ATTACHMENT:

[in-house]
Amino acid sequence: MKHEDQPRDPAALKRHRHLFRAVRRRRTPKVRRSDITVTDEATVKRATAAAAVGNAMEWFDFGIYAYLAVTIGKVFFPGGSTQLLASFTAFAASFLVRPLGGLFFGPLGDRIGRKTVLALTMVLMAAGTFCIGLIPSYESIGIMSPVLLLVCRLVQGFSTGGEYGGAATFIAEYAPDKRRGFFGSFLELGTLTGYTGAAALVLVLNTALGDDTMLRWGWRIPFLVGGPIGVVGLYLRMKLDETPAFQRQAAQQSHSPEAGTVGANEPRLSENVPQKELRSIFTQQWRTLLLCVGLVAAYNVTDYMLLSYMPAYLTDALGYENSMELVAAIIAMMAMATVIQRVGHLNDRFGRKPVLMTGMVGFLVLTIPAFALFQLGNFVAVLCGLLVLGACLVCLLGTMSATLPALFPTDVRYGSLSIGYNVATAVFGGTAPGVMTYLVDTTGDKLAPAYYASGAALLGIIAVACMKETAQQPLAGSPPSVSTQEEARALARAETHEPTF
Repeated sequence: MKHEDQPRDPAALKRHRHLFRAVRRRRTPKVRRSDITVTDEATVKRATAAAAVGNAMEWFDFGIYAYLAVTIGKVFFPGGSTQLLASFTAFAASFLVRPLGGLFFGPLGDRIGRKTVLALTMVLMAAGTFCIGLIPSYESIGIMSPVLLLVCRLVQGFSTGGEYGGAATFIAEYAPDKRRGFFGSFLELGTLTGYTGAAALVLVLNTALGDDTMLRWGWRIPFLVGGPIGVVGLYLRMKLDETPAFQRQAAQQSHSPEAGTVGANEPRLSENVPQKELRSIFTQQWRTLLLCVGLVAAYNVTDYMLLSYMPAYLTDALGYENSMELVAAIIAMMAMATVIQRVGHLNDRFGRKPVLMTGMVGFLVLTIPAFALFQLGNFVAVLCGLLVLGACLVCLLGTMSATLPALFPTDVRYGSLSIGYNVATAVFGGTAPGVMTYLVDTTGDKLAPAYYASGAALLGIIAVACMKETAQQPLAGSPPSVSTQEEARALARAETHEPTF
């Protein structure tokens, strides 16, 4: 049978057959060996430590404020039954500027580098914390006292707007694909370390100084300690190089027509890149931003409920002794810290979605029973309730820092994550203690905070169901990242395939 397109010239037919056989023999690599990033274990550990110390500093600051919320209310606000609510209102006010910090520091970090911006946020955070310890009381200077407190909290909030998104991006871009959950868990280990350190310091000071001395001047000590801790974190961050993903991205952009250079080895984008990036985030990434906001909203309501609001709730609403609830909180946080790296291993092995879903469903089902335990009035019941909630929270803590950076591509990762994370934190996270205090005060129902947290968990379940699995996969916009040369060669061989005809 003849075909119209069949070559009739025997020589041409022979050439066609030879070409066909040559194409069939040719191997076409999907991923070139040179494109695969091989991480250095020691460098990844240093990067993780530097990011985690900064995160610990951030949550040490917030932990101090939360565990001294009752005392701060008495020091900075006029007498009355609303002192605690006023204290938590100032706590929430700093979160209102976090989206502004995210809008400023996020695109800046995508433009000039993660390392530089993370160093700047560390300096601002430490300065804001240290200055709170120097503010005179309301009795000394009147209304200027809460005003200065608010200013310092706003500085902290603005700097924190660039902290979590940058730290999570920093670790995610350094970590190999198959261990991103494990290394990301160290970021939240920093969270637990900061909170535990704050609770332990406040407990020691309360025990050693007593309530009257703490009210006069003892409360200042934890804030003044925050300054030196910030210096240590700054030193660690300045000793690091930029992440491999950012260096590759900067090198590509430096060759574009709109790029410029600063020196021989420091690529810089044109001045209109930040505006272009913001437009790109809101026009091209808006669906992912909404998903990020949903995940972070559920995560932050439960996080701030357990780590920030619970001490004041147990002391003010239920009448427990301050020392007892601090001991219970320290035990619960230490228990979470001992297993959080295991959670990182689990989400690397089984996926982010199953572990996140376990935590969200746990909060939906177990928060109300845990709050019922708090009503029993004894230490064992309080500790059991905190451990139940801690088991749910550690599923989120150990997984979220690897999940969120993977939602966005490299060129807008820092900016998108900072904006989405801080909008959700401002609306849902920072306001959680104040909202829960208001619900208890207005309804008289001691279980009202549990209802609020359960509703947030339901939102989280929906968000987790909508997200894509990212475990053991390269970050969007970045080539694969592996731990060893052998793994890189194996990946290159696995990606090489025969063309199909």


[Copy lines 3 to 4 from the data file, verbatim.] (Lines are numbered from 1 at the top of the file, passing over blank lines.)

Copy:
Repeated sequence: MKHEDQPRDPAALKRHRHLFRAVRRRRTPKVRRSDITVTDEATVKRATAAAAVGNAMEWFDFGIYAYLAVTIGKVFFPGGSTQLLASFTAFAASFLVRPLGGLFFGPLGDRIGRKTVLALTMVLMAAGTFCIGLIPSYESIGIMSPVLLLVCRLVQGFSTGGEYGGAATFIAEYAPDKRRGFFGSFLELGTLTGYTGAAALVLVLNTALGDDTMLRWGWRIPFLVGGPIGVVGLYLRMKLDETPAFQRQAAQQSHSPEAGTVGANEPRLSENVPQKELRSIFTQQWRTLLLCVGLVAAYNVTDYMLLSYMPAYLTDALGYENSMELVAAIIAMMAMATVIQRVGHLNDRFGRKPVLMTGMVGFLVLTIPAFALFQLGNFVAVLCGLLVLGACLVCLLGTMSATLPALFPTDVRYGSLSIGYNVATAVFGGTAPGVMTYLVDTTGDKLAPAYYASGAALLGIIAVACMKETAQQPLAGSPPSVSTQEEARALARAETHEPTF
């Protein structure tokens, strides 16, 4: 049978057959060996430590404020039954500027580098914390006292707007694909370390100084300690190089027509890149931003409920002794810290979605029973309730820092994550203690905070169901990242395939 397109010239037919056989023999690599990033274990550990110390500093600051919320209310606000609510209102006010910090520091970090911006946020955070310890009381200077407190909290909030998104991006871009959950868990280990350190310091000071001395001047000590801790974190961050993903991205952009250079080895984008990036985030990434906001909203309501609001709730609403609830909180946080790296291993092995879903469903089902335990009035019941909630929270803590950076591509990762994370934190996270205090005060129902947290968990379940699995996969916009040369060669061989005809 003849075909119209069949070559009739025997020589041409022979050439066609030879070409066909040559194409069939040719191997076409999907991923070139040179494109695969091989991480250095020691460098990844240093990067993780530097990011985690900064995160610990951030949550040490917030932990101090939360565990001294009752005392701060008495020091900075006029007498009355609303002192605690006023204290938590100032706590929430700093979160209102976090989206502004995210809008400023996020695109800046995508433009000039993660390392530089993370160093700047560390300096601002430490300065804001240290200055709170120097503010005179309301009795000394009147209304200027809460005003200065608010200013310092706003500085902290603005700097924190660039902290979590940058730290999570920093670790995610350094970590190999198959261990991103494990290394990301160290970021939240920093969270637990900061909170535990704050609770332990406040407990020691309360025990050693007593309530009257703490009210006069003892409360200042934890804030003044925050300054030196910030210096240590700054030193660690300045000793690091930029992440491999950012260096590759900067090198590509430096060759574009709109790029410029600063020196021989420091690529810089044109001045209109930040505006272009913001437009790109809101026009091209808006669906992912909404998903990020949903995940972070559920995560932050439960996080701030357990780590920030619970001490004041147990002391003010239920009448427990301050020392007892601090001991219970320290035990619960230490228990979470001992297993959080295991959670990182689990989400690397089984996926982010199953572990996140376990935590969200746990909060939906177990928060109300845990709050019922708090009503029993004894230490064992309080500790059991905190451990139940801690088991749910550690599923989120150990997984979220690897999940969120993977939602966005490299060129807008820092900016998108900072904006989405801080909008959700401002609306849902920072306001959680104040909202829960208001619900208890207005309804008289001691279980009202549990209802609020359960509703947030339901939102989280929906968000987790909508997200894509990212475990053991390269970050969007970045080539694969592996731990060893052998793994890189194996990946290159696995990606090489025969063309199909």